A virtuous cycle of trust has grown between Yarn Exchange and the radio station. They depend on us to create an authentic narrative landscape. We depend on them to create a trusted space for the stories to happen. We put our faith in each other and rely on each other to be authentic in the presentation of both news and narrative story. Using local narratives on this trusted radio platform to speak about current issues creates a safer space to listen to stories that are often dangerous. Because it’s in narrative form and a trusted space, it allows us to think more broadly about these personal narratives. Instead of having an opinion told to us, it helps us form our own opinion. The show is of, by, and for our community.
Here’s What Else You Should Know
These testimonials speak volumes.
- “A platform like this gives everybody an opportunity to have a voice and to participate and grow.”
- “We got into the story and we felt we were a part of the story.” “It’s great for the entire community — we all come together.”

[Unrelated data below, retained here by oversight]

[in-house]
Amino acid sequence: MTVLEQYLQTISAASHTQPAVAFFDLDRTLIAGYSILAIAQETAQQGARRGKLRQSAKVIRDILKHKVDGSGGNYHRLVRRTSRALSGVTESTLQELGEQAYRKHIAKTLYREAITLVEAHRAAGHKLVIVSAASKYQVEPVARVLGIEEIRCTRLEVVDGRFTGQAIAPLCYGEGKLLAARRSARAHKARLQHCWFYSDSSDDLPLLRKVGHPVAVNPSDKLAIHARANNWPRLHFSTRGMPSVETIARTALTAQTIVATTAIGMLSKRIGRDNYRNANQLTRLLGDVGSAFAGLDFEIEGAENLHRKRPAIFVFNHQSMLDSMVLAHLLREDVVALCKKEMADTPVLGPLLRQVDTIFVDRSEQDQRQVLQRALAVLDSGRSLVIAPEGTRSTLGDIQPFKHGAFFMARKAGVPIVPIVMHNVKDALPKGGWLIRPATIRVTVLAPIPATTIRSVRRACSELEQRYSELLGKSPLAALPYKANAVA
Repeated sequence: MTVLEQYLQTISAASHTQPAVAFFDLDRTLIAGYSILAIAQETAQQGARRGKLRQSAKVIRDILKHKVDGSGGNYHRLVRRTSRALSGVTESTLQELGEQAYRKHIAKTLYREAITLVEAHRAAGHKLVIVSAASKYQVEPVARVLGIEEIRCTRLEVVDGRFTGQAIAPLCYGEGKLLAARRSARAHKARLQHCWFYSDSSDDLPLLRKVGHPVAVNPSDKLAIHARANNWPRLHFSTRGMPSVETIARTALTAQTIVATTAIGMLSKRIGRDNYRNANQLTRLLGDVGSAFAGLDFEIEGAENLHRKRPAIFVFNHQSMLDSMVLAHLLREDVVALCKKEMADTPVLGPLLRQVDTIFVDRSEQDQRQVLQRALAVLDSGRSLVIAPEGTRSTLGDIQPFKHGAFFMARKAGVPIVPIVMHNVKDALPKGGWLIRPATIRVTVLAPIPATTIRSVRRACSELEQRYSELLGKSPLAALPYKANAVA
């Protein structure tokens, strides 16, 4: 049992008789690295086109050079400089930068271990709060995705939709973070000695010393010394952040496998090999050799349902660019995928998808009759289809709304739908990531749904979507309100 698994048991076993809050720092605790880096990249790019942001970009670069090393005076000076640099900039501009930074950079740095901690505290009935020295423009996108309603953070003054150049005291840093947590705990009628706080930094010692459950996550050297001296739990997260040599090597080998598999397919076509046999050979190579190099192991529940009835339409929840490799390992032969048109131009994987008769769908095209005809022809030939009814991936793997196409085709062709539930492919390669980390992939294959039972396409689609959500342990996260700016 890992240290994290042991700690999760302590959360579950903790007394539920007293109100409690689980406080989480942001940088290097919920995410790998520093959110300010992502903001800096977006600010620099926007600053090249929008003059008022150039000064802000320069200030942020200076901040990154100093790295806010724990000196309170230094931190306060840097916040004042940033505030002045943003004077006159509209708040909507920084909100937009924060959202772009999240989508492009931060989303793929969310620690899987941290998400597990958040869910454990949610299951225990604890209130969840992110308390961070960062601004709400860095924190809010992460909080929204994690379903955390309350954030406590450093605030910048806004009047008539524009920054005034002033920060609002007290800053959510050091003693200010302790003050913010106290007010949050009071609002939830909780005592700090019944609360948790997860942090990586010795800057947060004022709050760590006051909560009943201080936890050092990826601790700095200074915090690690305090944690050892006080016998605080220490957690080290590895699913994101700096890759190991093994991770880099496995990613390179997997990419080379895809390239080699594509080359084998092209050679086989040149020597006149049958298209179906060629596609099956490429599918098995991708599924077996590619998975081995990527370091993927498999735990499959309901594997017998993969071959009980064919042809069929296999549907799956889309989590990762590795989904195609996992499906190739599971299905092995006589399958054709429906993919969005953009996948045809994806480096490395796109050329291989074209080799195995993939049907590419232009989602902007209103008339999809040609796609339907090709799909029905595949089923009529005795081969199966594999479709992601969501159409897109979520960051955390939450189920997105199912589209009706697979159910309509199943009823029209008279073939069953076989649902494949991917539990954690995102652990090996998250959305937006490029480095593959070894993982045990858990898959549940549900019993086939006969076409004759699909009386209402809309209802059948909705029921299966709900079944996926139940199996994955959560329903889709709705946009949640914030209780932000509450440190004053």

- “It gave us a greater history of Jonesborough and all of the different people who have actually helped build the foundation of this great community.”
- And finally through the smile of a little girl — “It makes me feel warm and happy.”
The evolution of the McKinney Center is a story to share.
Originally, the Booker T. Washington School, the building was completed in 1939 by the WPA. It opened in 1940 as a school for African American children. The school operated until integration in 1965 and then sat dormant until 2010 when Jonesborough decided to restore it. The McKinney Center is named to honor the McKinney family, who made great contributions to the town, and who is dedicated to continuing the McKinney’s legacy of service to the area.
Ernest L. McKinney served as principal of Booker T. Washington School and became the first African American alderman of Jonesborough. He was voted into office on April 4, 1968, the day Martin Luther King was assassinated. Also, he was a Washington County school board member and chairman. His wife Marion served for two decades as a social worker in the county and was a high school guidance counselor. Their son, Kevin McKinney, was elected the first African American mayor of Jonesborough.